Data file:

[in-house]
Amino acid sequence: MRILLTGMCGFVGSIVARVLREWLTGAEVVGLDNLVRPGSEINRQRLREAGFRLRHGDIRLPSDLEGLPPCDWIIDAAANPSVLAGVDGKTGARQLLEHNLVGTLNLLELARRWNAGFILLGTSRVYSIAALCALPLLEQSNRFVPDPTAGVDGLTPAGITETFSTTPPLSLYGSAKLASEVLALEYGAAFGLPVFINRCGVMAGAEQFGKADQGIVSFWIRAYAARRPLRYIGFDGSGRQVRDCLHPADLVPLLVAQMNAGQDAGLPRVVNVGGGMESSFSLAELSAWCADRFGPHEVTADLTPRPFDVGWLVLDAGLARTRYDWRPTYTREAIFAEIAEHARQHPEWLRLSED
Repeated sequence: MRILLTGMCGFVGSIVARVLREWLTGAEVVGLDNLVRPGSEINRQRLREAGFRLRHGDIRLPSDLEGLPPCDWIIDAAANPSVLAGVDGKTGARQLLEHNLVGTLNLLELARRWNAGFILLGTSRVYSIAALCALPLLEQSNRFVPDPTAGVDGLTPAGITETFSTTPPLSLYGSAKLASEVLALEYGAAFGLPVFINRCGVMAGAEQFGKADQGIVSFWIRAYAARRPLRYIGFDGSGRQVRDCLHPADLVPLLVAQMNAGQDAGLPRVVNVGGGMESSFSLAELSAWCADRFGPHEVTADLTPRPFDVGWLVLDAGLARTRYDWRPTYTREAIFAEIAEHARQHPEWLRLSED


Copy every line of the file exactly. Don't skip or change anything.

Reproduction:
[in-house]
Amino acid sequence: MRILLTGMCGFVGSIVARVLREWLTGAEVVGLDNLVRPGSEINRQRLREAGFRLRHGDIRLPSDLEGLPPCDWIIDAAANPSVLAGVDGKTGARQLLEHNLVGTLNLLELARRWNAGFILLGTSRVYSIAALCALPLLEQSNRFVPDPTAGVDGLTPAGITETFSTTPPLSLYGSAKLASEVLALEYGAAFGLPVFINRCGVMAGAEQFGKADQGIVSFWIRAYAARRPLRYIGFDGSGRQVRDCLHPADLVPLLVAQMNAGQDAGLPRVVNVGGGMESSFSLAELSAWCADRFGPHEVTADLTPRPFDVGWLVLDAGLARTRYDWRPTYTREAIFAEIAEHARQHPEWLRLSED
Repeated sequence: MRILLTGMCGFVGSIVARVLREWLTGAEVVGLDNLVRPGSEINRQRLREAGFRLRHGDIRLPSDLEGLPPCDWIIDAAANPSVLAGVDGKTGARQLLEHNLVGTLNLLELARRWNAGFILLGTSRVYSIAALCALPLLEQSNRFVPDPTAGVDGLTPAGITETFSTTPPLSLYGSAKLASEVLALEYGAAFGLPVFINRCGVMAGAEQFGKADQGIVSFWIRAYAARRPLRYIGFDGSGRQVRDCLHPADLVPLLVAQMNAGQDAGLPRVVNVGGGMESSFSLAELSAWCADRFGPHEVTADLTPRPFDVGWLVLDAGLARTRYDWRPTYTREAIFAEIAEHARQHPEWLRLSED